From the historic hallways of the most beautiful state Capitol in our great nation, this is Senator Keith Ingram.
The Senate Committee on Revenue and Taxation provided some much needed good news for Arkansans who lost their jobs because of the economic fallout from the Covid-19 pandemic.
The bill creates an income tax exemption for unemployment benefits paid in 2020 and 2021, even for the expanded benefits that were awarded after the pandemic began.
It’s estimated that the bill will save Arkansas working families about $59 million.
In other legislative news, the Senate approved a bill prohibiting discrimination against people with disabilities, when they need an organ transplant.
All too often, transplant agencies and some physicians assume that the families of individuals with disabilities cannot provide adequate care after the operation.
The bill prohibits an agency from moving an individual down on a waiting list, based on their disability.
It’s called “Lila’s Law,” after a seven-year old girl with Down syndrome who was born with a hole in her heart. Doctors told her parents that she was ineligible for a transplant.
Federal law prohibits discrimination under the Americans With Disabilities Act, but it is not always enforced, because transplant agencies and physicians don’t realize that it covers organ transplants.
The Senate passed other legislation of importance to physicians and their patients. It would restrict the growing use of step therapy by health insurance companies.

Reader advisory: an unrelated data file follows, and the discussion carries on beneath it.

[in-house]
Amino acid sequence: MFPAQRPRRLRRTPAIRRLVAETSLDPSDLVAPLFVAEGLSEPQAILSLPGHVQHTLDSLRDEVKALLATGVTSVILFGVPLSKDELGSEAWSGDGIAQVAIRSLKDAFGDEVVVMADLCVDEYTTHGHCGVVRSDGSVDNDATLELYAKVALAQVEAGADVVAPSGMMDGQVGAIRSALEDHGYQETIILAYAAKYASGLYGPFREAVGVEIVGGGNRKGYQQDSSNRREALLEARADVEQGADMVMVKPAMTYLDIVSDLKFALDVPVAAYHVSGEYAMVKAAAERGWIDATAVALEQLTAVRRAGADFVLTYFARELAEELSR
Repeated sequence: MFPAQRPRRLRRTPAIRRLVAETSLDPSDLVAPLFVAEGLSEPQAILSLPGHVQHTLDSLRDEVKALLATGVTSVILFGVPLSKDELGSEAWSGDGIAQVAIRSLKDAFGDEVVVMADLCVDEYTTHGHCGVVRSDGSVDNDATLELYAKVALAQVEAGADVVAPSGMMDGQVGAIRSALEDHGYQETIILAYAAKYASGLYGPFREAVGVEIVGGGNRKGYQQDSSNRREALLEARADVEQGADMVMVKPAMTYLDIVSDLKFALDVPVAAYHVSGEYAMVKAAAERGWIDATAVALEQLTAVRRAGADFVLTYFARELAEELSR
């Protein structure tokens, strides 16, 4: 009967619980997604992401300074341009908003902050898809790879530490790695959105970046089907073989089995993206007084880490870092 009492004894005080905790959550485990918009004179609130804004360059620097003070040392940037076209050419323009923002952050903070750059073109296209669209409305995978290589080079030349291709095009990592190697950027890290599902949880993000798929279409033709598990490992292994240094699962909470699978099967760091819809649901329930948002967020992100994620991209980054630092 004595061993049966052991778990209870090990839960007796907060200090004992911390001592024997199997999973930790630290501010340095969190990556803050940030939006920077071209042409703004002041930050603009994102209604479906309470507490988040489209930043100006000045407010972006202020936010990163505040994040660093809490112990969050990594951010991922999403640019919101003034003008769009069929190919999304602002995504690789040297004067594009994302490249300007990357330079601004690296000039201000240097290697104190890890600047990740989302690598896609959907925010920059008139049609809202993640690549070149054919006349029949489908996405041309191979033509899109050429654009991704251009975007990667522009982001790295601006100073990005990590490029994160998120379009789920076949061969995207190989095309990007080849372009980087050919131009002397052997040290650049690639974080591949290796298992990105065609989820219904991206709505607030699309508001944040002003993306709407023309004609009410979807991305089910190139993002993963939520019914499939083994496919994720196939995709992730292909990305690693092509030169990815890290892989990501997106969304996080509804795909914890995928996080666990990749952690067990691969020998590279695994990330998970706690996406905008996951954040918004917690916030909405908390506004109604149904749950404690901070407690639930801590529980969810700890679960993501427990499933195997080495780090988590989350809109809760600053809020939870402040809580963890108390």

Step therapy in a health insurance policy requires doctors to start with the cheapest possible drugs when they prescribe medication.
They can only prescribe more expensive medications after the cheaper options have proven to be ineffective.
The danger is that while physician and patient are going through the stages of step therapy, the patients’ health may be damaged.
The Senate bill allows doctors to prescribe the most appropriate medication, and if an insurance company objects the appeals process must be clear and transparent and convenient.
Also this week, both chambers approved a Senate bill to strengthen financial transparency measures at state colleges and universities.
Institutions must post financial statements and audits on their web sites, where they can easily be accessed by students, their parents and taxpayers.
The financial statements must include the total of students accounts receivable. Last year, it was revealed that Henderson State University allowed students to enroll even after they had accumulated thousands of dollars of unpaid tuition.
The policy led to severe financial difficulties for the university.
Henderson State has since merged into the Arkansas State University system, and the legislature formalized that merger earlier this year.
From the Capitol, it is always my great honor and sincere privilege to serve you as your state Senator. This is Keith Ingram.